I was scrolling through my work-in-progress the other day when three words caught my eye. “Get me off.” I couldn’t remember having one of my characters demand that from the other. Nothing wrong with that line, but how odd that I couldn’t remember something I had written on a current project. I stopped to review that section.
My character wasn’t talking to another guy. He was talking to a dog.
Wait. The line was “Get off me.”
What a difference the order of the words make.
I hope nothing like that ever slips by me.
And if it does, I hope to God my beta reader, critique partner, editor, the copy editor, or the proofer catches it.
Thanks to all those hardworking people behind the scenes who help an author put out the best work they can. And who save them from embarrassing typos like this.
- A Rush of Ideas: my group blog post where I talk about one of the aspects I love most about writing: the start of a new story. As I work on Walter and Kevin’s book, I’m getting the ideas down for a new story, and I’m having a fantastic time with it (and yes, I still have two more MORE books coming also). I love when there is no shortage of ideas.
- A yaoi role-playing game: Hot Guys Making Out. I read what one guy said about playing this game (in a private email) and it sounds neat. (Thanks to my uncle for sharing this one. Thanks, T!)
- Interesting… an M/M romance in which you enter your own details and customize the book.
- Joanna Stampfel-Volpe responds to a recent PW blog post on LGBTQ YA. On Being Used, the Lack of LGBTQ Characters in YA, and Why It’s Important to Work Together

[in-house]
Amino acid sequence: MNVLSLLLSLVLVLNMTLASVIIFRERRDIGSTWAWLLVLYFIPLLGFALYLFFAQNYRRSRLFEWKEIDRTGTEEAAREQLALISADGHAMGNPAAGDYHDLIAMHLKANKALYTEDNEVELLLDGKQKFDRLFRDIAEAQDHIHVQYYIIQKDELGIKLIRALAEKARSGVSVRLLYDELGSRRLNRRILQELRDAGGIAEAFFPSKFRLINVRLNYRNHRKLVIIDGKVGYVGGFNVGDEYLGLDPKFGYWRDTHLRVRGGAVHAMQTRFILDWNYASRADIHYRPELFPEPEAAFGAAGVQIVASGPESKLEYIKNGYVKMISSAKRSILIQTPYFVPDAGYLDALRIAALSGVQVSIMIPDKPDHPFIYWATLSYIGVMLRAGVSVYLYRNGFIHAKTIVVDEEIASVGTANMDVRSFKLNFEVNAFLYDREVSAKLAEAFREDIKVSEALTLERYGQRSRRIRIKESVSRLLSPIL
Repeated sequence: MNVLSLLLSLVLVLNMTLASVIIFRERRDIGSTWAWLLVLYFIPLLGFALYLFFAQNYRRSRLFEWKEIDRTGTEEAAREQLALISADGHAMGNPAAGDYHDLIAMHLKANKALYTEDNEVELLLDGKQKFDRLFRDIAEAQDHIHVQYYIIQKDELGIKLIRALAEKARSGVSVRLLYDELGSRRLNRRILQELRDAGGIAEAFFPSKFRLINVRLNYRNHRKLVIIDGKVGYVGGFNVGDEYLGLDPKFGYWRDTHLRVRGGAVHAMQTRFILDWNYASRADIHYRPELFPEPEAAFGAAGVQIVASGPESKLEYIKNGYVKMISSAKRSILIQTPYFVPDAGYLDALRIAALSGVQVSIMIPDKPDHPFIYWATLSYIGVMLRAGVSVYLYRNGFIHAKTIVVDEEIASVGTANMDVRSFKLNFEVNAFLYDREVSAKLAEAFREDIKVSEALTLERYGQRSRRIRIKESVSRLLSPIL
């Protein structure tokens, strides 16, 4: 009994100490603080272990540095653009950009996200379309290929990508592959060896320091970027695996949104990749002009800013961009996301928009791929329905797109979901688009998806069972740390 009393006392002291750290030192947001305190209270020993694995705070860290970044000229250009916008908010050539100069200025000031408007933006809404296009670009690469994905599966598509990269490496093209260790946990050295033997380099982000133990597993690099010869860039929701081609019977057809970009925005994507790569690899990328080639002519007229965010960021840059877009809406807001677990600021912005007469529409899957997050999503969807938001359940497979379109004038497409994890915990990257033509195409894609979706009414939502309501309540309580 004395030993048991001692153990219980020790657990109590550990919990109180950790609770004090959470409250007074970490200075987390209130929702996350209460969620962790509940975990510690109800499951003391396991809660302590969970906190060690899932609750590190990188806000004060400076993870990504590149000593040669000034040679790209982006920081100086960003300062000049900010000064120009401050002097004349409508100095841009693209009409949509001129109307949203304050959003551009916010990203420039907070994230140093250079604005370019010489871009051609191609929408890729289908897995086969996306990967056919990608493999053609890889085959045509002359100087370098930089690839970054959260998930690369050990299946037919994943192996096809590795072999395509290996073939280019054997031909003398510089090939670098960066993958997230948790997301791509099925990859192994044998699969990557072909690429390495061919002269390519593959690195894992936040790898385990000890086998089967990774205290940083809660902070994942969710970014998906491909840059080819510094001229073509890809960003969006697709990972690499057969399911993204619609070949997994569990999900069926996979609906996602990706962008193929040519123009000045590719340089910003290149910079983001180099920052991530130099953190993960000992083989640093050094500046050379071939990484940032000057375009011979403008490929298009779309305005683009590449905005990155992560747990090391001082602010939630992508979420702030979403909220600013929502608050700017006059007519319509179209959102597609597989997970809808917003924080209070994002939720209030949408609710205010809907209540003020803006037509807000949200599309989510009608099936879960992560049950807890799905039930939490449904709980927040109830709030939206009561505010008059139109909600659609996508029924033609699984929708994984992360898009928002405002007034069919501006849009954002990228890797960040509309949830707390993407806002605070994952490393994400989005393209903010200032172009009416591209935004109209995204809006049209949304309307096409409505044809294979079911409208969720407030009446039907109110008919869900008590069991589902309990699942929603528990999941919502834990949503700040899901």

Source: (AP Photo/Gregory Bull)
- Repeal of gay ban causing few waves in military
- Airman tells dad he is gay as ‘don’t ask’ policy disappears. From his Youtube video: “I called my dad to tell him the hardest thing that gay guys will ever have to say.” Brought back memories of talking to my own parents. Not an easy thing to do even when everyone already suspects. (thanks to my niece for sharing the link. Thanks, A!)
- As gay military ban ends, officer sheds his alias
- I haven’t really had time to check out this blog but it looks interesting: gaytwogether
- For the writers out there, this is an excellent article from Joseph O’Connor. He shares his tips for writing fiction and I’ve included a couple fab quotes below.
- As Checkov said: ‘Don’t tell me the moon is shining. Show me moonlight reflected on broken glass.’ One of the strangest paradoxes of writing fiction is that the more you tell the reader, the less he or she knows. If you write ‘we were very happy indeed’ the reader thinks ‘big deal’. If you write ‘we grabbed each other and hugged and we couldn’t stop laughing’ the reader is in the scene. Putting the reader in the scene is everything to the storyteller. So describe what you can see, not what you know. Use visual words when possible. And never be afraid of leaving something out. Leaving something out is a powerful invitation to the reader, an incitement to the imagination of the person you must never forget. The reader is an essential participant in what you are writing. Meet them half way, and never more than that.
- From: Joseph O’Connor
- I think of it in musical terms. The writer is providing the sheet music. It’s the reader who is singing the song. To know who you’d like to make sing is an important factor. It also helps to stop writing being egotistical. Writing must always be about the reader, in the end, not the writer. If I have one single commandment, that’s it.